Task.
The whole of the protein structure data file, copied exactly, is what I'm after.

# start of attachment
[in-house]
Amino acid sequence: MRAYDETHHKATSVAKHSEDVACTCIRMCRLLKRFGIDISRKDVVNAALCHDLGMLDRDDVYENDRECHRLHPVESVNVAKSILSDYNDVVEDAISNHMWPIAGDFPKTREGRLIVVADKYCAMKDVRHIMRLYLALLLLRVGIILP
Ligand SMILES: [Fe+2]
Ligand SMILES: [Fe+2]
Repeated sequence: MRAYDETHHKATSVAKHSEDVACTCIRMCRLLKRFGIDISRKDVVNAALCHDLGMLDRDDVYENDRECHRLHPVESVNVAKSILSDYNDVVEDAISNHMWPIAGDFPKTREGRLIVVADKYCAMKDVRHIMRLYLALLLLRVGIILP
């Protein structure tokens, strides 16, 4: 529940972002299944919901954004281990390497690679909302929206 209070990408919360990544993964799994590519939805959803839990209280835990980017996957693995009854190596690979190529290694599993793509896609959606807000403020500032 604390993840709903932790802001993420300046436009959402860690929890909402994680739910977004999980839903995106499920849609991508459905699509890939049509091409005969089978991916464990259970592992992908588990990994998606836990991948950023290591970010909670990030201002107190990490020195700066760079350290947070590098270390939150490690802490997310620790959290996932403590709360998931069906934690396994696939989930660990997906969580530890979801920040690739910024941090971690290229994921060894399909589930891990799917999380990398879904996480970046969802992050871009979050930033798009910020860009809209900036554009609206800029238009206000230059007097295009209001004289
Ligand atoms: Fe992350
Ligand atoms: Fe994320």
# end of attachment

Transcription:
[in-house]
Amino acid sequence: MRAYDETHHKATSVAKHSEDVACTCIRMCRLLKRFGIDISRKDVVNAALCHDLGMLDRDDVYENDRECHRLHPVESVNVAKSILSDYNDVVEDAISNHMWPIAGDFPKTREGRLIVVADKYCAMKDVRHIMRLYLALLLLRVGIILP
Ligand SMILES: [Fe+2]
Ligand SMILES: [Fe+2]
Repeated sequence: MRAYDETHHKATSVAKHSEDVACTCIRMCRLLKRFGIDISRKDVVNAALCHDLGMLDRDDVYENDRECHRLHPVESVNVAKSILSDYNDVVEDAISNHMWPIAGDFPKTREGRLIVVADKYCAMKDVRHIMRLYLALLLLRVGIILP
């Protein structure tokens, strides 16, 4: 529940972002299944919901954004281990390497690679909302929206 209070990408919360990544993964799994590519939805959803839990209280835990980017996957693995009854190596690979190529290694599993793509896609959606807000403020500032 604390993840709903932790802001993420300046436009959402860690929890909402994680739910977004999980839903995106499920849609991508459905699509890939049509091409005969089978991916464990259970592992992908588990990994998606836990991948950023290591970010909670990030201002107190990490020195700066760079350290947070590098270390939150490690802490997310620790959290996932403590709360998931069906934690396994696939989930660990997906969580530890979801920040690739910024941090971690290229994921060894399909589930891990799917999380990398879904996480970046969802992050871009979050930033798009910020860009809209900036554009609206800029238009206000230059007097295009209001004289
Ligand atoms: Fe992350
Ligand atoms: Fe994320």